In contrast, there are cities and counties in Texas that are attempting to implement anti-sanctuary policies. The state of Texas’ new anti- “sanctuary city” law is said to be similar to Arizona’s SB 1070 which is arguably unconstitutional. Both laws allow law enforcement to ask someone they pull over for papers or documentation. Also, The Los Angeles Times writer Jenny Jarvie mentioned in an article that Senate Bill 4 (SB 4) imparts harsh penalties on local law enforcement who do not comply with the law or withhold information from federal immigration agencies. SB 4 has not been implemented yet and is said to be on hold until its language becomes more specific. In regards to several police departments and area population demographics in Texas, there is a racial divide between law enforcement agencies and the locals they protect. In a Reporting Texas analysis of Texas Commission on Law Enforcement, University of Texas at Austin students found and reported that “in 48 counties, every licensed peace officer working for the local sheriff’s office was white.” However, a majority of white peace officers do not mirror even half of the community. The 2013 Latino population in Dallas, Texas, was 41.8% with only 18.4% Latinos making up the police force. These statistics are completely opposite of the demographics of the Los Angeles Police Department, where the racial makeup of the police force is almost identical to the population. In a racial profiling report conducted in February 2017 for the Dallas Police Department, Latinos were the ethnicity most pulled over or stopped and searched by the police. Given the reports and data on discrimination and prejudice issues in Dallas, it is clear why Texas would desire to implement a corrupt law that allows racial profiling.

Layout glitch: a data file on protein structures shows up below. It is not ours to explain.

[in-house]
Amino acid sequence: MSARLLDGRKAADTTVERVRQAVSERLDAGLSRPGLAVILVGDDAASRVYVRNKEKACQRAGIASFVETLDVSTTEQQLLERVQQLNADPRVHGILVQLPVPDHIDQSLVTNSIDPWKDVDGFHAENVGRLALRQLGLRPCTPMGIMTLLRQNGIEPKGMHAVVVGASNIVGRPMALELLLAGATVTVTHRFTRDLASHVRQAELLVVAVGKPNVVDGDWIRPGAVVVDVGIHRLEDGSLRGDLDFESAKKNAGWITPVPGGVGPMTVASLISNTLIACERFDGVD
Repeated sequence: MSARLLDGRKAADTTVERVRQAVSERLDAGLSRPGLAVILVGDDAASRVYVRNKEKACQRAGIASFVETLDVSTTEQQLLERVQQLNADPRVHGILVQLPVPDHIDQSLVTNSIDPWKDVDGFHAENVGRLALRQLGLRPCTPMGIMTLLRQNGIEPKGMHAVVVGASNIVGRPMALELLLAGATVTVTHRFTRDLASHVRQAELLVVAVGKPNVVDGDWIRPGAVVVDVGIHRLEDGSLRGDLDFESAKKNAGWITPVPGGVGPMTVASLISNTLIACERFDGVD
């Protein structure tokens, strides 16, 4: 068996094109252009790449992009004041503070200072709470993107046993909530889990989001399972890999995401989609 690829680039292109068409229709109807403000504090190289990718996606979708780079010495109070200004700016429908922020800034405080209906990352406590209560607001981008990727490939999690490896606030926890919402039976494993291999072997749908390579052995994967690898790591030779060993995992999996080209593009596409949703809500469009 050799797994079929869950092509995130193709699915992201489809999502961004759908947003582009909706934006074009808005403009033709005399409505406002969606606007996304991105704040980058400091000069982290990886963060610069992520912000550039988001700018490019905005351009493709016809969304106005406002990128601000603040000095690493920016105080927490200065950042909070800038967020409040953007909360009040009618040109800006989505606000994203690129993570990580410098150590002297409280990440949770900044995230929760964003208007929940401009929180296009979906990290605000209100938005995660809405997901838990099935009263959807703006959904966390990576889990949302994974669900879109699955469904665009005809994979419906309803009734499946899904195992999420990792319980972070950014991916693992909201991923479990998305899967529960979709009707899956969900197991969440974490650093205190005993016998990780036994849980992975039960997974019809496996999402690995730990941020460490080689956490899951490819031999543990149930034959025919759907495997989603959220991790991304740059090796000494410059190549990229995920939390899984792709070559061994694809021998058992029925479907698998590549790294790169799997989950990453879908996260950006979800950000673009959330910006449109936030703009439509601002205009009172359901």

Dallas is a perfect example of why we need sanctuary policies. Residents should not be stopped because of the color of their skin or taken away from their families and careers because of their citizenship status. President Trump cannot use federal grant money as political leverage to win the fight against “illegal immigrants.” Cutting federal funds from the sanctuary states and cities would result in a loss of educational programs, critical training, and funding from community members, local government officials, and law enforcement. The way I see it, people should not be used as pawns in a game. Our loss does not equal Trump’s gain. If we lose, he does too and so does everyone else because immigrants contribute significantly to the U.S. economy and workforce.

Adversaries and allies of sanctuary cities must remember that this country was built on the backs of immigrants. It is immigrants’ basic rights that are at stake. As a result, I encourage Angelenos to get involved in local non-profit organizations such as Coalition for Humane Immigrant Rights of Los Angeles, Latinos Unidos Inc., DREAM Team Los Angeles (DTLA), and many more organizations that educate, provide services to, and advocate for immigrants. This is a human rights issue that affects communities across the nation. We need to become a united front against this attack on Latino immigrants, both documented and undocumented.


Crystal Letona  or Crys is a politically informed brown girl born in Los Angeles, CA where she grew up in a predominately Latino community with her Mexican mother and Guatemalan father. She is currently studying Policy Studies and Communications with a minor in Women’s and Gender Studies at Syracuse University in New York. In and out of school she advocates for the equality and safety of women and LGBTQ individuals. After graduating, she plans to pursue a degree in law in hopes of working at the forefront of sexuality and gender law/legislation issues.